Daniel Kitchin was not born in Bishop Burton, but was a resident of the village for the greater part of his life, as schoolmaster, parish clerk and ale seller.

Daniel was born c1711. Between 1729 and 1734, he was apprenticed to Robert Welbank, innholder of Beverley. In 1734 Daniel was resident in Bishop Wilton. He and Mary Richardson obtained a licence that year to marry in the adjacent parish of Bugthorpe.


By 1739 Daniel was a schoolmaster in Warter, when he was examined by the justices in Beverley to determine his legal place of settlement. The same year he was a writing master (an obsolete term for schoolmaster) in Beverley. Daniel subsequently became the schoolmaster in Bishop Burton. Evidence suggests that he was in post no earlier than 1744. Daniel, with other schoolmasters, recommends the use, in schools, of the following two books by Thomas Dilworth, a vicar and schoolmaster, who died in 1780:

‘A New Guide to the English Tongue' (First edition,1740): "We whose names are underwritten, having perused this book, ...... do recommend it to be used in schools for the education of youth, as the best of its kind, that hath yet been made public - Daniel Kitchen, schoolmaster, at Bishop Burton, near Beverley, in Yorkshire."

‘The Schoolmasters Assistant: Being a Compendium of Arithmetic, both Practical and Theoretical' (First edition, 1743): "We whose names are underwritten, having perused this book, .......... do recommend it to be used in schools, for the speedy improvement of youth in arithmetic, as the only one for that purpose, that hath yet been made public - Daniel Kitchen, schoolmaster at Bishop Burton, near Beverley, in Yorkshire."

[The aforesaid recommendations appear in the 54th (1793) and 11th (1762) editions respectively, the only ones available to me for inspection. Evidence within these publications suggests that the recommendations may have been penned at a much earlier, though unknown date.]

Archbishop Herring's Visitation, 1743, provides us with an insight into education in Bishop Burton at this time. This is the return for the parish made by the vicar, Thomas Leake: "We have no Charity Schole [sic] in my Parish. An English Schole [sic] there is, where the Master, who teaches Reading, Writing & Arithmetic, has sometimes near fifty Children, sometimes not many above twenty, whom I frequently instruct in the Church Catechism, & see such of them at Church, as are of my Parish, & of an Age to behave Themselves well during the Celebration of Divine Service, whose Parents are of the Church of England."

Additional information is returned by the same vicar, Thomas Leake, consequential of Archbishop Drummond's Visitation, 1764: "There is no publick or charity-school in my parish but 90 years ago one Miss Elizabeth Gee left by will £100 to be laid out by her father, William Gee Esq., (her executor) for the education of children of the parish as he should think fit. Which money the late James Gee Esq., as executor, became possessed of and having purchased an oxgang of land in our fields for £100 he surrendered the same in the year 1750 to me and my successors, vicars of Bishopp Burton, upon trust, and therein and thereby he ordered 10 children of the inhabitants called grassmen or cottagers to be taught to read and write by the parish-clerk, being a school-master. And if at any time it should happen that the parish-clerk was not a school-master, then upon trust that I and my successors employ the rents and profits thereof for the education of children of the said parish in such manner as we should think fit, and to and for no other use, intent or purpose whatsoever. 10 such children are taught to read and write for the same and instructed in the church-catechism."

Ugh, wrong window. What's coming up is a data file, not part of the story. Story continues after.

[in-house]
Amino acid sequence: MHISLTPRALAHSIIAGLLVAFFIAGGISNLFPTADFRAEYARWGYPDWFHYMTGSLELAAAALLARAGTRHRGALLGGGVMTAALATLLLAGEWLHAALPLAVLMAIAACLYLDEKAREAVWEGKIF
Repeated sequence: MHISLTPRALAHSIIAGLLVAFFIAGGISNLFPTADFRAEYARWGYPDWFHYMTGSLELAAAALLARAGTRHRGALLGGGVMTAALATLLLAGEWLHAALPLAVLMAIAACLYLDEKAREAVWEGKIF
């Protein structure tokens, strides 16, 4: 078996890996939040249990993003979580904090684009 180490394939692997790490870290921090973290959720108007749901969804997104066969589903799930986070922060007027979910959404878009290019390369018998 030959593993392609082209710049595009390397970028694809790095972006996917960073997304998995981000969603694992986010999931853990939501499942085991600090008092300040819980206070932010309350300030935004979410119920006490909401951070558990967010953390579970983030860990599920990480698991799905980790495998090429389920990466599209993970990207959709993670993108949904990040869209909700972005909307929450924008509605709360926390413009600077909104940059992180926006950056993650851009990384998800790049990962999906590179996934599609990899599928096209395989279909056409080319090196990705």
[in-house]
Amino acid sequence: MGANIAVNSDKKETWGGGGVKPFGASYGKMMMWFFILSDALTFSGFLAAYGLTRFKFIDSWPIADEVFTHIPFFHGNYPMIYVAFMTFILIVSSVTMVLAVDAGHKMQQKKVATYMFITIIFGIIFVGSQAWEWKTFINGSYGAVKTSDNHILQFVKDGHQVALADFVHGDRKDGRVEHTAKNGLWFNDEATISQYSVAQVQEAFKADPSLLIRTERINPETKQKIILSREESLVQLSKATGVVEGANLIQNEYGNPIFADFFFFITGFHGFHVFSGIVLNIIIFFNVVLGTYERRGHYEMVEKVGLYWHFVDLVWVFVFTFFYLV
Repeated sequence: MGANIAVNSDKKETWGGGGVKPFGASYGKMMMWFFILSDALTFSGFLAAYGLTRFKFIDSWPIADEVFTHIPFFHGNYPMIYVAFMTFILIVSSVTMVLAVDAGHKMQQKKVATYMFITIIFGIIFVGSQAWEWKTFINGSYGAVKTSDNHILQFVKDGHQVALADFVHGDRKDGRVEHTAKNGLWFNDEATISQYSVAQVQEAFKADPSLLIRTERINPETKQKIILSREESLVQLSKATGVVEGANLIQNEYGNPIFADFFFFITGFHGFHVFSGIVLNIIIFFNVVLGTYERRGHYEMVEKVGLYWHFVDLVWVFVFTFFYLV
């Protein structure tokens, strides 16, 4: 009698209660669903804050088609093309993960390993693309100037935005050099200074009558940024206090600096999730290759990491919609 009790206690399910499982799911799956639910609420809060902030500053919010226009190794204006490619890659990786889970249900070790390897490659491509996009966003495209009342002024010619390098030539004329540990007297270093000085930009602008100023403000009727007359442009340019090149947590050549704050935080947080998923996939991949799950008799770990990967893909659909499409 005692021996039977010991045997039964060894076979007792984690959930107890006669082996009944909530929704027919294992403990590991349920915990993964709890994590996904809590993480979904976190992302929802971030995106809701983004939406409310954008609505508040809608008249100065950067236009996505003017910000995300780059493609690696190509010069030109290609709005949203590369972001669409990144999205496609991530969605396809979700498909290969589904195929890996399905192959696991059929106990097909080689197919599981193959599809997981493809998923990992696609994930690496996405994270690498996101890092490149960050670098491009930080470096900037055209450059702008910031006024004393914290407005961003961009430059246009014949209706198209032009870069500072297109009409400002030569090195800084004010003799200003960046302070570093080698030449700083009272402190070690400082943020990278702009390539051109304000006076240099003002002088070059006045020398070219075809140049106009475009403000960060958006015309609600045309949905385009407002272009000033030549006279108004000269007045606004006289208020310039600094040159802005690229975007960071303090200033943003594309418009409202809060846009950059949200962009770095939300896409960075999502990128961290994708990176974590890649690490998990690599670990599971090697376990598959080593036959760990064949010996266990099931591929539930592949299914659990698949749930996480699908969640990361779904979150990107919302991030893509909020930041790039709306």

Appointments to the post of parish clerk were usually awarded to the incumbent schoolmaster. The only known evidence of Daniel Kitchin's appointment as parish clerk is in 1769, when his occupation is recorded in the register entry for his wife's burial. Daniel was a witness to almost all the marriages in the village between 1754 and 1774, possibly as part of his duties.

From a copy of the Terrier of the Vicarage of Bishop Burton to be delivered to the Archbishop of York in 1770, we learn about the appointment of and payment to the parish clerk: "The Vicar appoints the Clerk. The Parish Clerk for winding up the clock in the parish church at all due times in a proper and careful manner for forty shillings yearly, issuing out of lands allotted to him by the Commissioners named in an Act of Parliament for inclosing several lands and grounds in the parish of Bishop Burton. The Parish Clerk likewise hath 10d in the year for every messuage house or house occupied as a messuage and 5d in the year for every cottage house, or house where there has been a cottage house with a right of common. One shilling for a marriage by banns, and 2s 6d for a marriage by licence; for a funeral in the churchyard 10d, and in the church 1s 8d." In 1768, the parish register lists the individual payments made by 24 inhabitants of the parish towards the £2 wage of the Parish Clerk.


Between 1772 and 1776 Daniel was granted a license to sell ale in Bishop Burton. When he married his second wife, Ann Wright, in 1774, Daniel was recorded as an innkeeper in Bishop Burton. The Stephensons also held a license during the same period (see the article ‘Bishop Burton Innkeepers' by Bryn Jones). It is not known which of them managed the Evander inn, subsequently the Horse and Jockey, and currently the Altisidora.

No more is known of Daniel Kitchin and his wife after 1776; when and where they were buried is yet to be ascertained.

Bernard Sharp
First edition, June 2012

Daniel Kitchin was the author's great x 6 grandfather.

A full version of this article, complete with sources, may be had upon application to Bernard,
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